After the show was over my dream had shifted from going to the event for myself to wanting to share it with the community, which presented new problems: how do we keep growing the staff to compete with the big boys? I couldn't afford that expensive booth, so I decided to try something gonzo on the show floor instead. I had a cool robot logo, so I’d make a physical helmet and wear it to E3, why not? I went to the hardware store and made a crazy robot helmet out of air conditioner parts. The eyeballs were car reflectors, and the ears were measuring cups from my kitchen. I thought "people will definitely notice me in this!" so I could pass out flyers to my blog. Little did I know that I was the only "journalist" there in costume. I was ridiculed by some of the magazine press, but a lot of people loved that it was irreverent and funny. And video games shouldn't be taken so seriously, we're all here to have fun. Destructoid was suddenly a cult hit, but far from a success.

I would have laughed in your face if you told me we'd be on the badges of a major trade show. There's no way that would ever happen, right? Ahem.

When I finally got home (with cuts all over my neck from Helmet 1.0) I found myself desperate to keep this going. I had decided I was either going to go all in or at least have the satisfaction of losing, knowing I gave it my best. I took out loans to make sure the media saw us at every major event. We used to joke and say “living the dream!” as eight of us would pack in and sleep on a hotel floors because we could barely afford to cover these events. I knew that if I wanted to work in this industry, I had to want it more than everybody else. I started selling everything to keep that site online as the bandwidth bills piled up.

I didn't put all my money into Dtoid right away, but enough things along the way told me that if I had the balls and worked hard enough this might work out, and that happened incrementally. When my guys interviewed the makers of Cuphead on our industry panel last week, that family followed a similar path. You gotta go for it or regret it for the rest of your life, and I went for it.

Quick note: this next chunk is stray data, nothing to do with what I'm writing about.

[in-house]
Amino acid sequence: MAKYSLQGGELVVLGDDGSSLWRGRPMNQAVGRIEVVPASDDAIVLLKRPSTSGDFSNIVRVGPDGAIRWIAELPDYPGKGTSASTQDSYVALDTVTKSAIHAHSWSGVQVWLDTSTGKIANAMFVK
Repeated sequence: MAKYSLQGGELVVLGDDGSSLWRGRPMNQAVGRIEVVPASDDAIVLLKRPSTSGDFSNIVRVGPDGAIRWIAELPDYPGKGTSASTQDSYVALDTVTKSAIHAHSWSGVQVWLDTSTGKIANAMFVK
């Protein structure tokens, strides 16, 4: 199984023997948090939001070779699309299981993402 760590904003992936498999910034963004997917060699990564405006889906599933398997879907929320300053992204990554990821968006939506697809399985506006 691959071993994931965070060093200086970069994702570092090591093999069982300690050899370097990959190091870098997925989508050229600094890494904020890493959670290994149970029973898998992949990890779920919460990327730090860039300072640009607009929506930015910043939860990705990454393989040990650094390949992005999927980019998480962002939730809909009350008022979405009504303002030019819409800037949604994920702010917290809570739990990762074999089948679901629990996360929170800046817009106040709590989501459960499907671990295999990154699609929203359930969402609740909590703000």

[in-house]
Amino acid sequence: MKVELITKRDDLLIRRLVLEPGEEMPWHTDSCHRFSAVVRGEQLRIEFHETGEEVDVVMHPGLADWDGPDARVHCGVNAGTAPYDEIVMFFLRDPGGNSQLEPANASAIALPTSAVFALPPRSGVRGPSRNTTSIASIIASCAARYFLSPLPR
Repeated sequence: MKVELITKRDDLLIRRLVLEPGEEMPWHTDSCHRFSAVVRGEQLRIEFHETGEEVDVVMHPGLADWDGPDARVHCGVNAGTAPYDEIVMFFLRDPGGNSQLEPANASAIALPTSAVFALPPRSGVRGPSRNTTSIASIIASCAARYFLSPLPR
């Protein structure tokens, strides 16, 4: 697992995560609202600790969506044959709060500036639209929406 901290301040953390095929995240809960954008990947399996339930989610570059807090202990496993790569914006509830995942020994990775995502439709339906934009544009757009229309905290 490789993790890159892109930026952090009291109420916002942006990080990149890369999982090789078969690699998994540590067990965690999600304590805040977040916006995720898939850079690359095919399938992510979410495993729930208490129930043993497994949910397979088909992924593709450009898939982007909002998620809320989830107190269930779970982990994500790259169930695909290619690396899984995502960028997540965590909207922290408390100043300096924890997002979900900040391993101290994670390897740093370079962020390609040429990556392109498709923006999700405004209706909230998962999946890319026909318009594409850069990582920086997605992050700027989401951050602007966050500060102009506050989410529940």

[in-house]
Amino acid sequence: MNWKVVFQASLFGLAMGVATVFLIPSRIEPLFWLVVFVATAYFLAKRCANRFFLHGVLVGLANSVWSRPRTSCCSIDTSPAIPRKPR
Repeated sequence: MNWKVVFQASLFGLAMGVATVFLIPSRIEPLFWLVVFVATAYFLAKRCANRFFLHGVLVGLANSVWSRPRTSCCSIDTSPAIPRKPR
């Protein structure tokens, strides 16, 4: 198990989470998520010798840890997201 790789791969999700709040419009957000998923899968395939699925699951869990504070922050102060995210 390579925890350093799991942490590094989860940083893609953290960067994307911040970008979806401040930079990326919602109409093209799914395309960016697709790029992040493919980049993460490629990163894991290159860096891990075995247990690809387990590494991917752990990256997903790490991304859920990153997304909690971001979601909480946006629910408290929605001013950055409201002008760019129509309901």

When I ran out of money, I flipped the mortgage on my house. When that money ran out I moved to the West Coast and partnered with new sponsors ... and when those companies got sold, we merged with Enthusiast Gaming where we now co-host Canada's largest gaming expo, which just announced two new markets and will absolutely return next year. Look at it:

This is what Destructoid's gaming convention looks like. It's absolutely surreal to me. As good as we're doing these days, I know that there are no guarantees in life. Things can fall apart tomorrow and my guys know that I will flip burgers before I let the server shut down. 

For the young person looking into what it takes to get into this kind of business, I hope these words resonate on what it takes: You can't give up. You have to be willing to fail over and over and try new things until all of a sudden you're an "overnight success."

Twelve years later, that counter-culture spirit of Destructoid continues to live on. We can now finally say with certainty, we’ve made it, we're living the dream!

Here's a picture of me with my 12-year-old.

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Niero Gonzalez
Niero GonzalezMeat Vessel   gamer profile

I keep Destructoid weird. Also I'm a playable character in Retro City Rampage, look: (along with the whole 2009 Dtoid Editorial team) Sometimes I have a villainous mustache My dog CoCo chec... more + disclosures



Filed under... #About Destructoid #Destructoid #EGLX #Mr Destructoid #Top Stories